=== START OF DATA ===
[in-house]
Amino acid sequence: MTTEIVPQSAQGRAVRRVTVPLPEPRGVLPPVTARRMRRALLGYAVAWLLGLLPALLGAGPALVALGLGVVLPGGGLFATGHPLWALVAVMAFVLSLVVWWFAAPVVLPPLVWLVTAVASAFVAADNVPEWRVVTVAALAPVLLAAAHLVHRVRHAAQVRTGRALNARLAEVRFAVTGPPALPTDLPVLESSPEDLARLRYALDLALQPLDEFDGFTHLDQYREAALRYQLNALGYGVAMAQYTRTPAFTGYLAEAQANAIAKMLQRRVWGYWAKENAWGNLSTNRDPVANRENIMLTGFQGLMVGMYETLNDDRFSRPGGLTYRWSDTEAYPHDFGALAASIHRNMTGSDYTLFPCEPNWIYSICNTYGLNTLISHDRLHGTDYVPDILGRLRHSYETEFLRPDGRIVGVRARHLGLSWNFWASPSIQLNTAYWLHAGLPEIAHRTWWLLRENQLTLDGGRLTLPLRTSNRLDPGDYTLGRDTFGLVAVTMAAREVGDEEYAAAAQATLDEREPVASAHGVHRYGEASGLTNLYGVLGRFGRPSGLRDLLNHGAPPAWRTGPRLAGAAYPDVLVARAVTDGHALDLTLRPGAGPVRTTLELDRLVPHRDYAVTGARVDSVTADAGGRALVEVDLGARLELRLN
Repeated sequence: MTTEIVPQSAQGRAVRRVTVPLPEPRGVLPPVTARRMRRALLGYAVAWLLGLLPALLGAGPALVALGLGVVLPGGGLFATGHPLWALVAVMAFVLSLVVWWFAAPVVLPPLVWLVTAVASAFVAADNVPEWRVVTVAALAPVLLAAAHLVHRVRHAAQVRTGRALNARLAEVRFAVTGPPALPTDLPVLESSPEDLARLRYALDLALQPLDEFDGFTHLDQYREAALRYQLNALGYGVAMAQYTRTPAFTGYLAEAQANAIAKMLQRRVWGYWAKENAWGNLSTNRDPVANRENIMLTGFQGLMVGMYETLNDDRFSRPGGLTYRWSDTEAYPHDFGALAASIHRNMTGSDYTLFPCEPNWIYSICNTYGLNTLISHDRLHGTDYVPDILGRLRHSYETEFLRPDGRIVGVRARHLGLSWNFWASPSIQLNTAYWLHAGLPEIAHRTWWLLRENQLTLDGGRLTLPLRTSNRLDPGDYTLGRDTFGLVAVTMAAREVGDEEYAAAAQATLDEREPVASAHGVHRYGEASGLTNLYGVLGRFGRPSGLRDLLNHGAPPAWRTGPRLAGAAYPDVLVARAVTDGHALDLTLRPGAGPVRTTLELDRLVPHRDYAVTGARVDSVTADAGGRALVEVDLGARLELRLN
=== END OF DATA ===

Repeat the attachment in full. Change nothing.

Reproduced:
[in-house]
Amino acid sequence: MTTEIVPQSAQGRAVRRVTVPLPEPRGVLPPVTARRMRRALLGYAVAWLLGLLPALLGAGPALVALGLGVVLPGGGLFATGHPLWALVAVMAFVLSLVVWWFAAPVVLPPLVWLVTAVASAFVAADNVPEWRVVTVAALAPVLLAAAHLVHRVRHAAQVRTGRALNARLAEVRFAVTGPPALPTDLPVLESSPEDLARLRYALDLALQPLDEFDGFTHLDQYREAALRYQLNALGYGVAMAQYTRTPAFTGYLAEAQANAIAKMLQRRVWGYWAKENAWGNLSTNRDPVANRENIMLTGFQGLMVGMYETLNDDRFSRPGGLTYRWSDTEAYPHDFGALAASIHRNMTGSDYTLFPCEPNWIYSICNTYGLNTLISHDRLHGTDYVPDILGRLRHSYETEFLRPDGRIVGVRARHLGLSWNFWASPSIQLNTAYWLHAGLPEIAHRTWWLLRENQLTLDGGRLTLPLRTSNRLDPGDYTLGRDTFGLVAVTMAAREVGDEEYAAAAQATLDEREPVASAHGVHRYGEASGLTNLYGVLGRFGRPSGLRDLLNHGAPPAWRTGPRLAGAAYPDVLVARAVTDGHALDLTLRPGAGPVRTTLELDRLVPHRDYAVTGARVDSVTADAGGRALVEVDLGARLELRLN
Repeated sequence: MTTEIVPQSAQGRAVRRVTVPLPEPRGVLPPVTARRMRRALLGYAVAWLLGLLPALLGAGPALVALGLGVVLPGGGLFATGHPLWALVAVMAFVLSLVVWWFAAPVVLPPLVWLVTAVASAFVAADNVPEWRVVTVAALAPVLLAAAHLVHRVRHAAQVRTGRALNARLAEVRFAVTGPPALPTDLPVLESSPEDLARLRYALDLALQPLDEFDGFTHLDQYREAALRYQLNALGYGVAMAQYTRTPAFTGYLAEAQANAIAKMLQRRVWGYWAKENAWGNLSTNRDPVANRENIMLTGFQGLMVGMYETLNDDRFSRPGGLTYRWSDTEAYPHDFGALAASIHRNMTGSDYTLFPCEPNWIYSICNTYGLNTLISHDRLHGTDYVPDILGRLRHSYETEFLRPDGRIVGVRARHLGLSWNFWASPSIQLNTAYWLHAGLPEIAHRTWWLLRENQLTLDGGRLTLPLRTSNRLDPGDYTLGRDTFGLVAVTMAAREVGDEEYAAAAQATLDEREPVASAHGVHRYGEASGLTNLYGVLGRFGRPSGLRDLLNHGAPPAWRTGPRLAGAAYPDVLVARAVTDGHALDLTLRPGAGPVRTTLELDRLVPHRDYAVTGARVDSVTADAGGRALVEVDLGARLELRLN